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IAEA Supports African Countries to Strengthen Regulatory Infrastructure


All 14 countries under the RIDP Africa project use radiation sources, often in medicine. (Photo: IAEA)

An 18-month project to strengthen national frameworks for safety of radioactive sources in 14 African countries was launched by the IAEA and the participating countries at a meeting held in July 2017 in Nairobi, Kenya.

Participants in the Regulatory Infrastructure Development Project (RIDP) kick-off meeting agreed to a project action plan that includes workshops, advisory missions, expert meetings and more.

All countries taking part in the project -  13 IAEA Member States and Gambia, which is not an IAEA Member State - use or own radioactive sources in fields such as medicine, industry and research. Project activities will help them strengthen procedures and systems to handle and control the sources.

The action plan includes work to help participating countries address shortcomings in their legal and regulatory infrastructure for the safe use of radioactive sources

“This project and other IAEA support will help countries in Africa strengthen their capacity to use uses of nuclear and radiation science and technology for peaceful and beneficial purposes,” said Shaukat Abdulrazak, Director of the IAEA Technical Cooperation Department’s Division for Africa.  “A strong radiation safety infrastructure enables a country to better use nuclear and radiation science and technology for sustainable development.”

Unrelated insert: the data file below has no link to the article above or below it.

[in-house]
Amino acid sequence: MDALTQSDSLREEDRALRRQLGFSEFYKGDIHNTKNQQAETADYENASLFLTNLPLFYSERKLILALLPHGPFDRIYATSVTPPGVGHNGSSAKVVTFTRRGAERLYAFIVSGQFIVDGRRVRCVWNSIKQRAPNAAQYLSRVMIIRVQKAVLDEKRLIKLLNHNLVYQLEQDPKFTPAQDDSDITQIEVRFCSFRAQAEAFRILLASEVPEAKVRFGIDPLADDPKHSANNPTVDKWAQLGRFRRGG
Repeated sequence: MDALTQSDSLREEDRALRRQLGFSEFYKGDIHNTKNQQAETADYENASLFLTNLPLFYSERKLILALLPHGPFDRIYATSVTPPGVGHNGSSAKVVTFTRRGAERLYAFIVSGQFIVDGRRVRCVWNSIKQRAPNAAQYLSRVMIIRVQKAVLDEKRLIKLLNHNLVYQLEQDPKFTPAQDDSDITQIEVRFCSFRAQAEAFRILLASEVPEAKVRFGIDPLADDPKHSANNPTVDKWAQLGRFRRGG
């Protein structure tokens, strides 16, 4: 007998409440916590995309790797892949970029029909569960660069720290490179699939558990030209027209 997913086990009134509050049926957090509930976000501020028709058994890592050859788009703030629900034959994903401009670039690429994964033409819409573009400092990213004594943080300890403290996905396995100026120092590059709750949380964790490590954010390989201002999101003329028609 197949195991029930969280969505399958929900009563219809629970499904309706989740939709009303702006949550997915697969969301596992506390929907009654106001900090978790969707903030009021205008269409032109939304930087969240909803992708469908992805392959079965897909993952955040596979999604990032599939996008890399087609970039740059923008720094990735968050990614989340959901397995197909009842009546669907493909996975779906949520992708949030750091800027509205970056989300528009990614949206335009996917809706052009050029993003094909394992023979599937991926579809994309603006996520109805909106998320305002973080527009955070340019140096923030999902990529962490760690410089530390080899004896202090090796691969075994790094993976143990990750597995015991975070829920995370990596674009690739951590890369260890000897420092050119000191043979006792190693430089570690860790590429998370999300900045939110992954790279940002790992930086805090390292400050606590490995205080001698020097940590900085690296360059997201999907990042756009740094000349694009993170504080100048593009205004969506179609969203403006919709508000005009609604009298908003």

IAEA staff and experts involved in the project, which is supported by the United States Nuclear Regulatory Commission, will review the countries’ regulatory infrastructure using IAEA advisory missions and peer reviews, such as the Integrated Regulatory Review Service.

Sessions held as part of the project will also highlight how to use an IAEA Self-Assessment of Regulatory Infrastructure for Safety, and effective ways to draft regulations and improve regulatory authority staff skills.

Similar projects were held in 2013 in Afghanistan and from 2014 to 2016 in North Africa and the Middle East. Those projects helped participants' strengthen their ability to regulate activities such as radiology, nuclear medicine, radiotherapy, industrial radiography, industrial irradiators, nuclear gauges and well logging.


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